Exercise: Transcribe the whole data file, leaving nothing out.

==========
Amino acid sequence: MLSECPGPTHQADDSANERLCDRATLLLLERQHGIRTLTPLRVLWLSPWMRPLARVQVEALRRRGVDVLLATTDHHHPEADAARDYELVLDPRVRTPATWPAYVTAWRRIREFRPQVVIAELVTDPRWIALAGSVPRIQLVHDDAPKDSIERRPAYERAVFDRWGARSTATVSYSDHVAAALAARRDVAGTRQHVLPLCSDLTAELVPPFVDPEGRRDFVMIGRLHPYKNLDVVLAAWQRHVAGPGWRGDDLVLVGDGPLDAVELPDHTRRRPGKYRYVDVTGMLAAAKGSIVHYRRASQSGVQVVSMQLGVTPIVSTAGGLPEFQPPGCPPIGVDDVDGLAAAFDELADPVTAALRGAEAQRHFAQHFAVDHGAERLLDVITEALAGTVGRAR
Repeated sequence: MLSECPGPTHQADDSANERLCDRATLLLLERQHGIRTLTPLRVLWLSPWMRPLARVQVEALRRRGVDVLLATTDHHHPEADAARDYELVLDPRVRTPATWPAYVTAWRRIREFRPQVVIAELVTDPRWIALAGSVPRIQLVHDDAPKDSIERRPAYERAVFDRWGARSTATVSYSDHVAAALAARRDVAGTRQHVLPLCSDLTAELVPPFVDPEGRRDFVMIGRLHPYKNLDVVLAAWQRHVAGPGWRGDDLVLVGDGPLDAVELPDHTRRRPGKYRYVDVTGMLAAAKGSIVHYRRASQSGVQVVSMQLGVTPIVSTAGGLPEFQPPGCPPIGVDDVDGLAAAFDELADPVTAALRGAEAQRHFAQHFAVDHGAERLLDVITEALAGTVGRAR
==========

Amino acid sequence: MLSECPGPTHQADDSANERLCDRATLLLLERQHGIRTLTPLRVLWLSPWMRPLARVQVEALRRRGVDVLLATTDHHHPEADAARDYELVLDPRVRTPATWPAYVTAWRRIREFRPQVVIAELVTDPRWIALAGSVPRIQLVHDDAPKDSIERRPAYERAVFDRWGARSTATVSYSDHVAAALAARRDVAGTRQHVLPLCSDLTAELVPPFVDPEGRRDFVMIGRLHPYKNLDVVLAAWQRHVAGPGWRGDDLVLVGDGPLDAVELPDHTRRRPGKYRYVDVTGMLAAAKGSIVHYRRASQSGVQVVSMQLGVTPIVSTAGGLPEFQPPGCPPIGVDDVDGLAAAFDELADPVTAALRGAEAQRHFAQHFAVDHGAERLLDVITEALAGTVGRAR
Repeated sequence: MLSECPGPTHQADDSANERLCDRATLLLLERQHGIRTLTPLRVLWLSPWMRPLARVQVEALRRRGVDVLLATTDHHHPEADAARDYELVLDPRVRTPATWPAYVTAWRRIREFRPQVVIAELVTDPRWIALAGSVPRIQLVHDDAPKDSIERRPAYERAVFDRWGARSTATVSYSDHVAAALAARRDVAGTRQHVLPLCSDLTAELVPPFVDPEGRRDFVMIGRLHPYKNLDVVLAAWQRHVAGPGWRGDDLVLVGDGPLDAVELPDHTRRRPGKYRYVDVTGMLAAAKGSIVHYRRASQSGVQVVSMQLGVTPIVSTAGGLPEFQPPGCPPIGVDDVDGLAAAFDELADPVTAALRGAEAQRHFAQHFAVDHGAERLLDVITEALAGTVGRAR